screening tests used for this include SERUM DAY 3 FSH,SERUM INHIBIN B,SERUM MULLERIAN INHIBITING SUBSTANCE,THE CLOMIPHENE CITRATE CHALLENGE TEST,& TRANSVAGINAL ULTRASOUND PARAMETERS SUCH AS ANTRAL FOLLICLE COUNT AND MEAN OVARIAN VOLUME MEASUREMENT.

    for IVF treatment following pituitary desensitisation,basal FSH assesment proved to b a better predictor of ovarian response than age.
  24. byku.

    byku. Guest

    investigation of choice in cholestasis of pregnancy?
    ans....bile acids.
    REF:JAMES-HIGH RISK PREG 3RD ED...PG 1037

    Measurement of bile acids is the most useful test for the diagnosis of OBSTETRIC CHOLESTASIS.in unaffected pregnancies the levels of serum bile acids change little.the extent of the rise in OC pregnancies is variable & can b marked.

    serum ALT & AST also rise in the majority of cases but the extent of rise may not b marked.

    Raised bilirubin can occur in OC but it is not commonly seen& should not b used alone to make the diagnosis.

    Alkaline phosphatase rises in the 3rd trimester of normal pregnancies,mainly as a consequence of the placental isoenzyme,& is therefore not of value in the diagnosis of OC.
  25. byku.

    byku. Guest

    female with 37 weeks gestation with mild labor pain,with progressively 1cm dilated & noneffaced cervix.next step in management?
    ans....sedation & wait.
    ref:fernando arias-high risk preg 3rd ed...pg 376.

    the most frequent problem with the diagnosis of prolonged latent phase of labor is the distinction bwn FALSE LABOR& LATENT PHASE OF LABOR.a common method to make this differentiationis by observing the patient for a period of atleast 2hrs. pts in false labor will show a pattern of irregular contractionstht eventually decrease in frequency & intensity,& will hav no cervical changes during the observation period.pts in latent phase will show persistant regular uterine contractionsusually increasing in intensity& freq. & will show sum cervical changes like softening & effacement.
    Another method to differentiate false labor from latent phase of labor is by "therapeutic rest".for this purpose ,the pt is given a 15mg dose of morphine sulphate.pts in false labor sleep for a few hrs awake without contractions while pts in latent phase continue contracting& show cervical changes following the rest period.
  26. kavish.

    kavish. Guest

    Q- A 54 year old male patient presenting with hemoptysis, oligo arthritis , fever and weight loss for past 6 months & a known smoker with serial chest radiographs showing fleeting opacities . what is the most likely dignosis ?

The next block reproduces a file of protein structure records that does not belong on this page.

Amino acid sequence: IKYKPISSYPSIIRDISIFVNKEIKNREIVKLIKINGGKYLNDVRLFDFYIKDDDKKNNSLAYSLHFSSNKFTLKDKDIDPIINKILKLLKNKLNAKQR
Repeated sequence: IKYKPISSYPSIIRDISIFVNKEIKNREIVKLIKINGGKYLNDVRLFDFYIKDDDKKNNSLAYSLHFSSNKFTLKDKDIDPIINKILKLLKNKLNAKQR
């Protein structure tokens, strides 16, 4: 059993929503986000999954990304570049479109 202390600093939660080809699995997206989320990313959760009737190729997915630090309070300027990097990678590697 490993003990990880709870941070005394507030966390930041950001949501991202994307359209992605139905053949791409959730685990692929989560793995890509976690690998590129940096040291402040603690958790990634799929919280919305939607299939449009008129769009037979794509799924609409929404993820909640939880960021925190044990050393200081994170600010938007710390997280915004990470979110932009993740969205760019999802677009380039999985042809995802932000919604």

1. ABPA
    2. TB
    3. wegeners
    4.Ca lung

    ANS -1. ABPA

    Read this Case report from PGIMER ,
    Ritesh Agarwal, Chandana Reddy, D Gupta,Assistant Professor, Senior Resident, Additional Professor, Department of Pulmonary Medicine, Postgraduate Institute of Medical Education and Research, Chandigarh (India).


    ABSTRACT:-
    Allergic bronchopulmonary aspergillosis is an uncommon condition characterized by hypersensitivity to aspergillus antigen. It commonly presents as refractory asthma, fleeting pulmonary opacities and bronchiectasis. The authors describe an unusual presentation of allergic bronchopulmonary aspergillosis, when it was mistaken as bronchogenic carcinoma and review the current literature on the diagnosis and management of this rare condition.



    INTRODUCTION
    Allergic bronchopulmonary aspergillosis (ABPA) is a pulmonary disorder characterized by hypersensitivity to fungi most commonly Aspergillus fumigatus, a fungus which colonizes the bronchial mucus of patients with asthma and cystic fibrosis. It occurs in 1-2% of patients with bronchial asthma and 2-15% of patients with cystic fibrosis1. The immunological substrate of this hypersensitivity includes a TH2 CD4+ lymphocyte response, IgE mediated (type 1) and IgG mediated (type 3) hypersensitivity. Patients often present with unremitting asthma and other systemic complaints like fever, anorexia, weight loss and hemoptysis. Common radiological manifestations include fleeting pulmonary infiltrates, bronchoceles (mucus filled bronchi), consolidation, nodules and bronchiectasis. The diagnosis is often missed and infact many patients are misdiagnosed as pulmonary tuberculosis, because of the upper lobe opacities and bronchiectasis. We describe an uncommon presentation of ABPA, wherein the patient was initially diagnosed as bronchogenic carcinoma and even underwent fiberoptic bronchoscopy in the diagnostic evaluation. Proper clinical suspicion and serology confirmed the diagnosis.
    CASE REPORT
    A 60 year-old female, presented with history of cough with minimal mucoid expectoration and exertional breathlessness of six years duration. She also had history of winter exacerbations associated with wheezing. She was a post-menopausal lady, non-smoker, with history of exposure of biomass fuel. For the last six months, she complained of increasing dyspnea, dull aching left sided chest pain, anorexia and weight loss of 5kg. There was no history of fever or hemoptysis. On examination she had pallor. Rest of the physical examination was unremarkable. A general practitioner had investigated her and a chest radiograph was obtained (Figure 1). The chest radiography showed left hilar prominence, and nonhomogenous opacities in left middle and lower zone. A flexible fiberoptic bronchoscopy examination performed at another center, suspecting a bronchogenic carcinoma, was normal. She was referred to our center, where a review of chest radiograph showed left hilar prominence and pulmonary opacities confirming to the morphology of glove-in-finger suggesting the presence of bronchiectasis and mucus filled bronchi. With the history suggesting bronchial asthma, and the presence of bronchiectasis, a diagnosis of allergic bronchopulmonary aspergillosis (ABPA) was made. High-resolution computed tomography (HRCT) confirmed the presence of bronchiectasis and also shows numerous bronchoceles (mucus filled bronchi) which appear as hilar lymphadenopathy (Figure 2). A skin test for Aspergillus fumigatus was positive; her total IgE count was 11098 IU/mL, IgE specific to Aspergillus fumigatus 42 U/L, absolute eosinophil count was 2000/mL, and there were presence of aspergillus precipitins. The final diagnosis made was allergic bronchopulmonary aspergillosis.